Bourgeois success is not terribly satisfying,” Richard Greenberg says. “It isn’t, it just isn’t, it really isn’t. I think everyone discovers that eventually.” Greenberg, 30, feels strongly about that—so strongly, in fact, that he has written a play about it. His comedy, Eastern Standard, which recently moved to Broadway after six sold-out weeks off-Broadway, clocks a group of thirty something New York City professionals as they move toward a similar conclusion. Becoming disillusioned with their selfish, career-driven lives, the “y” persons, in an ill-conceived attempt at redemption, invite a homeless woman to share their summer beach house. But they soon chafe under the responsibility they’ve taken on, and the woman, wounded, departs. The play, which also manages to address AIDS and insider-trading scandals, has struck a responsive chord in critics as well as audiences. “For anyone who has been waiting for a play that tells what it is like to be more or less young and more or less well-intentioned in a frightening city at this moment in this time zone,” wrote Frank Rich in the New York Times, “Eastern Standard at long last is it.”
All of which, in a delicious irony, has created a big problem for Greenberg. Eastern Standard—the first of his plays to reach Broadway and the first, he says, that will turn a profit—is hurtling him inexorably toward…bourgeois success. Which is why, instead of elated, he is feeling a bit tense of late. He is uncomfortable with publicity. “I’m so sick of talking about myself,” he says. “I’d rather talk about, like, Armenia.” He doesn’t enjoy socializing. (“I have to be dragged to parties on a leash. Although, at the opening night party for Eastern Standard, I did have something akin to a good time.”) He has little interest in wealth. (“I don’t like a lot of possessions, because you have to take care of them.”) And he worries that his play, which he had hoped might prompt people to take stock of their lives, will merely entertain them instead.
But Greenberg isn’t sorry he wrote Eastern Standard. His earlier plays often “took place in worlds that were artificial in some way,” he says. It was time to look at the real one. “I was getting very concerned about what was going on in the world, in a way that was sort of new, and I was seeing that people around me who were basically my age were too.” The play’s characters—young people weary of the pursuit of cash but fond of their creature comforts; longing to help the disenfranchised but unsure how to proceed—embody “the exact moral equation of most of the people I know,” Greenberg says. Despite his current qualms, “I very much believe in this play.”
The unique blend of self-confidence and angst that is Richard Greenberg developed in middle-class East Meadow, New York. His father, Leon, was an executive with Century Theatres, his mother, Shirley, a housewife and “perpetual student.” Richard, their younger son, began writing at age 9 and kept it up “because people were always telling me I did it well.” His parents hoped he would make it his career, but Greenberg longed to act. (“Actually, I hated acting,” he says, “but I felt driven to it, somehow.”) He dabbled in both as an undergrad at Princeton, and after his senior thesis, a 430-page novel he describes as “awful—sort of baby Balzac,” received an A from Joyce Carol Oates, he headed for a graduate program in English at Harvard. A year later he had chucked his Ph.D. plans and his lingering acting dreams. On the strength of Sweeter Music, a play he wrote “for fun, because novels were hard,” he gained admission to the Yale School of Drama. Without fully intending it, Greenberg had become a playwright.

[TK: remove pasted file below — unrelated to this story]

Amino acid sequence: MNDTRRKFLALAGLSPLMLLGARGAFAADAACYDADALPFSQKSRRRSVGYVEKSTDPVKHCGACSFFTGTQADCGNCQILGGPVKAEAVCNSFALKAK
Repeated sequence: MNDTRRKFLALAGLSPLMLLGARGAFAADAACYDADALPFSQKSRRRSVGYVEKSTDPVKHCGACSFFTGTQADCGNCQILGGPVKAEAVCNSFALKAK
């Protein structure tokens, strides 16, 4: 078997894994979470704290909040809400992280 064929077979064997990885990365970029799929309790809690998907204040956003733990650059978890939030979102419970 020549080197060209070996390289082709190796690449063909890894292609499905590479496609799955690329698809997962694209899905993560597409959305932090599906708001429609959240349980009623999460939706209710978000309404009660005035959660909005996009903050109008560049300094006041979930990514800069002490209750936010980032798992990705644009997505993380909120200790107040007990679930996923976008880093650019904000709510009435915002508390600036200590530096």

Two of the plays he wrote while at Yale (Life Under Water and The Bloodletters) were staged by New York’s Ensemble Studio Theatre while he was still a student. The Bloodletters—about “an adolescent with an ineradicable stench; he might as well have worn a traffic sign that said METAPHOR,” Greenberg says—won an award in 1985. “It was all very serendipitous,” says Greenberg, who moved to New York after he graduated in 1985 and, living frugally on money he made doing TV-and film-script work, continued to write plays. Eastern Standard was written in just one month in 1987.
These days, during those rare moments when he isn’t writing or giving interviews, Greenberg is trying, with limited effectiveness, to cope with his success. “I never relax,” he says. “I do things to relax and end up getting more tense.” His apartment, a tiny sublet he calls “a hall with a bed,” is not much of a refuge, and he has no romantic attachments. (“Oh, please,” he says. “I’m too crazed right now.”) Like his Eastern Standard alter egos, he would like to help society’s unfortunates, but he worries about his motives. “I don’t want to make token gestures just to appease myself,” he says. “I want to make sure it’s something really helpful.” Recently, though he rarely drinks, he has discovered the therapeutic value of the Alcoholics Anonymous prayer for serenity. “It helps,” he says, “in a mantralike way.”
Sometimes, Greenberg admits, he dreams of “moving to Seattle and serving caffelatte at a café on Queen Anne Avenue.” He won’t do it, of course. He will keep at his plays, because writing them is the part he really likes. His current project, for example, is cheering him up no end. “I’m very happy,” he says, “because I don’t think there’s any way at all it could possibly go to Broadway.”